In the second book of the Bible, the 10 Plagues of Egypt describes disasters inflicted by God to force the Pharaoh to allow the Israelites to depart from slavery to the Promised Land. They serve as the “signs and marvels” given by God to answer the taunts and show “the Egyptians shall know that I am the Lord”. The 10 plagues include turning water to blood, a plague of frogs in the Nile, a plague of lice, wild animals of flies that harm people, the pestilence of livestock, a plague of boils, thunderstorms of hail and fire, a plague of locusts, darkness for three days and death of firstborns.
According to biblical interpretations, the story is physical, spiritual and prophetic to what will happen again during the End Times, before the Second Coming of Jesus Christ.
Biblical scholar Michael Snyder says there are currently 10 plagues hitting Earth simultaneously.
Writing for Technical Politics, he claimed: “So far in 2020, it has just been one thing after another, and many are speculating about what could be ahead if events continue to escalate.”
And some seem to agree with him, sharing their thoughts on Twitter.
One wrote: “Feel like I’m living in Exodus before the Pharaoh finally agrees to let the Israelites go.”
Another added: “What is happening now was warned in the Bible.”
And a third claimed: “Someone check Exodus for me and figure out what Moses is going to do next.”
But, there is an explanation for the plagues and physical evidence of their presence on Earth.
To unleash the first plague upon the Egyptians, Moses struck the River Nile with his staff, turning its waters to blood.
The text reads: “The fish in the Nile died, and the Nile stank, so that the Egyptians could not drink water.”
The sudden appearance of red-hued waters in the Nile has been reported for centuries since and is believed to be caused by a red algae bloom.
This phenomenon is known as “red tide” when it happens in oceans, but red algae are also well-represented in freshwater ecosystems.
For the second plague, Moses allegedly conjured vast quantities of frogs that swarmed into people’s homes – even finding their way into the Egyptians’ beds, ovens and cookware.
The phenomenon of “raining frogs” has been seen multiple times throughout history, most recently in May 2010 in Greece, where thousands of frogs emerged from a lake in the northern part of the country, likely in search of food, and disrupted traffic for days.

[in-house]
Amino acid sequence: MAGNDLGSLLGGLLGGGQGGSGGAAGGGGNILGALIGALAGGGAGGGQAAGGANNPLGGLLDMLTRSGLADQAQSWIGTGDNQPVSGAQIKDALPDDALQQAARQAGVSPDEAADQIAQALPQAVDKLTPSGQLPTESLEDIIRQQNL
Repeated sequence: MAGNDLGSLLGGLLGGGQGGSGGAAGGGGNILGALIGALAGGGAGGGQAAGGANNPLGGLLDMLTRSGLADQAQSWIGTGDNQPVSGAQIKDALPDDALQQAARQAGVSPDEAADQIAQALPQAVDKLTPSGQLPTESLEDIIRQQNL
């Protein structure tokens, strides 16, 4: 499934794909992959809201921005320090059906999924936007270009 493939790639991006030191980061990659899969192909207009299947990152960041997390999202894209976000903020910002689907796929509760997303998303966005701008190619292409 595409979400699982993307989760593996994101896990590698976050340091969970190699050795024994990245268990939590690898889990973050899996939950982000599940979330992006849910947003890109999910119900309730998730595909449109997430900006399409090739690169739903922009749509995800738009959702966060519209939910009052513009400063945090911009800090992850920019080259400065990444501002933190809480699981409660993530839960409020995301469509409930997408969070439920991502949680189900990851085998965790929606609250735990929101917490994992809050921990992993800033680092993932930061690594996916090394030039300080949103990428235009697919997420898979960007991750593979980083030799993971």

The third plague, lice, may have been caused by the toxic algal bloom and presence of dead frogs, according to scientists.
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Lice and fleas can transmit the bacteria Yersinia pestis, which causes bubonic plague that is currently sweeping across China.
Most commonly, people interpret the fourth plague to mean wild animals such as venomous snakes or scorpions, or even lions or bears.
However, according to academics J.S. Marr and C.D. Malloy, the fourth plague represents a swarm of flies, similar to those that caused havoc in Lough Neagh, Northern Ireland, last week.
The fifth plague called down on Egypt was a mysterious and highly contagious disease that swiftly killed off the Egyptians’ livestock.
This biblical scourge is reminiscent of a real plague known as rinderpest, an infectious and lethal viral disease that decimated populations of cattle and other ruminants across Africa and Europe from the 18th through to the late 19th centuries.
Shortly after the Egyptians’ livestock died off, they were distracted by the sixth plague — an extremely uncomfortable plague of boils that covered their bodies.
An outbreak of the highly infectious disease smallpox, which caused distinctive raised blisters, could result in a large number of people simultaneously coming down with rashes and welts.
The last outbreak of smallpox in the world reportedly occurred in the UK in 1978.
The seventh plague brought a heavy hail accompanied by thunder and streaming fire.
The chaotic weather struck down people, livestock and trees, although the area of Goshen, where the Israelites lived, was spared.
It is thought to have occurred due to a nearby volcanic eruption about 3,500 years ago on Santorini.
This week, Indonesia’s Sinabung volcano burst into life, unleashing an avalanche of scorching clouds down its slope.
When the Pharaoh once again refuses to let the Jewish people go, hungry locusts descend as the eighth plague.
Moses warns the Pharaoh: “They shall cover the surface of the land, so that no one will be able to see the land.
“Such a pestilence would devour all the remaining plants that the hail did not destroy.”
This year East Africa has seen the worst swarm of locusts in a century, causing devastating environmental and health problems and experts fear they could get worse.
The plague of darkness – Moses’ ninth disaster – may have been a solar eclipse or a cloud of volcanic ash, scholars say.
According to the Old Testament, a darkness so thick that “people could not see one another” descended on Egypt for three days,” but the “Israelites enjoyed light in their dwellings”.
Perhaps the darkness coincided with an eclipse on March 5, 1223BC. Eclipses have continued between two and five times every year since.
In the tenth and last plague, Moses tells the Pharaoh that all the firstborns in the land of Egypt will perish.
Scientists argue that the algal bloom that turns the rivers blood red releases mycotoxins, poisonous substances that can cause disease and death in humans, according to a 2003 review in the journal Clinical Microbiology Reviews.
The firstborn might have been the first to pick the grain and would have fallen victim to it first as well.
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